There was no more vocal or public opponent of Freudian psychoanalysis in the 1950s, however, than Dr. Diego González Martín himself, who publicly condemned Freudianism as a “reactionary fraud.” Unlike other Cuban psychiatrists of a Pavlovian bent, González Martín’s opposition to psychoanalysis stemmed from political commitment. For this [End Page 76] reason, he would become a leading figure in the post-1959 psychiatric field, celebrated for being the first in Cuba to bring a “Marxist focus” to the “sciences of the psyche.”52 The roots of González Martín’s political consciousness developed early in life. Growing up, he bore witness to the treatment his father suffered as a Canary Islander, working-class immigrant in Cuba. Biographers trace his involvement in the student movement and anti-Machado struggle to his childhood experiences and his revolutionary self-education. González Martín was a founding member of the Ala Izquierda Estudiantil (AIE, Student Left Wing), a radicalized and anti-imperialist breakaway group from the anti-Machado student organization at the University of Havana. He also worked with the Confederación Nacional Obrera de Cuba (National Worker’s Federation of Cuba, CNOC) and was a member of the Cuban Communist Party beginning in 1932.53

González Martín’s involvement with the Communist Party deeply influenced his early adoption of Pavlovianism. In 1953 he undertook a “clandestine” trip to the Soviet Bloc, including occupied Austria and Romania, where he first explored reflexology. His Marxist orientation to psychiatry had crystallized even earlier in his doctoral thesis on “Economic and Social Factors in Mental and Nervous Illnesses,” where he emphasized the “hegemony of the economic-social factor in the production of neuro-psychical disturbances.”54 His trip to Romania, however, inspired a subsequently combative approach to Cuban psychoanalysis. He related that, upon his return, he spoke about Pavlovianism for “nearly four hours, well into the early morning” at the Cuban Society of Neurology and Psychiatry,” leaving his “opponent,” José Gurri, only ten minutes to “congratulate” him at the end.55

As the leading polemicist for Pavlov in Cuba, González Martín frequently engaged in professional debates. His most avid antagonist and close friend was Dr. Roberto Sorhegui, a confirmed Freudian and leftist, who sustained close ties with the revolutionary leadership up to his death in 1959. By the time of the revolution, Sorhegui had begun to move toward a critical reassessment of Freud in light of Pavlov’s contributions, [End Page 77] a synthesis that he believed Freud himself had anticipated.56 Following González Martín’s presentation on “Rational Psychotherapy,” held on August 2, 1956, Sorhegui opined that he did not consider his exposition to be either “rational or reflexological.”57 José Angel Bustamante, another Freudian-leaning psychiatrist, challenged González Martín to render the “union of the physiological with the social” more clearly, a riposte from the theoretical “left,” as it were.58 While Edmundo Gutiérrez Agramonte, a Guiral student, spoke sympathetically on his behalf, the other replies to the presentation were notable, not for their dogmatic insistence on Freudianism, but rather for their exploratory take on the matter. Several suggested that the very distinctions being raised between different approaches to psychotherapy were new to them and encouraged more study of the topic. Dr. Enrique Collado, on the other hand, seemed to despair of the profusion of theoretical schools, arguing that “all roads lead to Rome when it comes to Psychotherapy.”59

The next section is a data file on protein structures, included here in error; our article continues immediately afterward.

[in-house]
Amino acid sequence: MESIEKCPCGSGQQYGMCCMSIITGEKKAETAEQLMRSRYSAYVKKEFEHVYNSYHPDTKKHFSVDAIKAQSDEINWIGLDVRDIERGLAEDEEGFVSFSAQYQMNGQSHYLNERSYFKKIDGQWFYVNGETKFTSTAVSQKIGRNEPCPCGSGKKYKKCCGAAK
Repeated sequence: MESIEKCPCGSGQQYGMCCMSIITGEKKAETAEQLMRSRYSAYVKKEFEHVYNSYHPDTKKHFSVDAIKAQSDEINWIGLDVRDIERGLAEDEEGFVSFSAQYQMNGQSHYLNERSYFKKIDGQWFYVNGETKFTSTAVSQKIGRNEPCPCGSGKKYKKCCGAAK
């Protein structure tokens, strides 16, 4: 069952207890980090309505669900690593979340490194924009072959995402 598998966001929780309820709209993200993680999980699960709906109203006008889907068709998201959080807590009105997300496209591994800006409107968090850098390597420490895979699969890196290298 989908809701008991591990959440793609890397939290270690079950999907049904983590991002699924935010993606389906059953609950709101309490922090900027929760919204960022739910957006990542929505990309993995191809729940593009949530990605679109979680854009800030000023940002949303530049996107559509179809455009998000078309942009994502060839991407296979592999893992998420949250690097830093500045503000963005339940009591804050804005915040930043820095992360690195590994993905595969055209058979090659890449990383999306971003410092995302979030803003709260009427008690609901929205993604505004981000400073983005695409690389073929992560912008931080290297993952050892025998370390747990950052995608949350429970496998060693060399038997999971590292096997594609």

González Martín’s commitment to Pavlov inspired conferences, published work, and even courses on reflexology in the 1950s. He offered one such class at the University of Havana’s Escuela de Verano (Summer School), where his students were primarily workers from the Centro Benéfico-Jurídico de Trabajadores de Omnibus, an organization directed by the Cuban Communist Party (PSP).60 His Pavlovian campaign culminated in the publication of Experimentos e Ideología (Experiments and Ideology) in 1960. Dr. Ernesto González Puig, a professor of psychology at the University of Havana after 1959, characterized the work as “a completely Marxist book before the Revolution.”61 González Martín wrote the first part of the text in the final years of the Batista dictatorship and finished it while teaching in Venezuela after the revolution. The work strikes an uncompromising theoretical position from its opening words:

It is frequently asserted that great coincidence exists between the distinct psychological schools of the present. The opinion of the author is completely [End Page 78] opposed to that view. It is said, for example, that the Pavlovian and Freudian schools converge in many fundamental questions. And that is incorrect. The simple fact that one is the product of experimental investigation and the other the speculative result of observation, already establishes an abyss between them.62

González Martín insisted that “eclecticism,” “contemporizing,” and “confusionism of hybrid postures” stood firmly opposed to the advance of “Science.” As depicted by González Martín, “Science”—read: Pavlovian reflexology—stood at the apex of the field’s upward march away from the “Tower of Babel” haphazardly erected by the “byzantine” agglomeration of psychological schools.63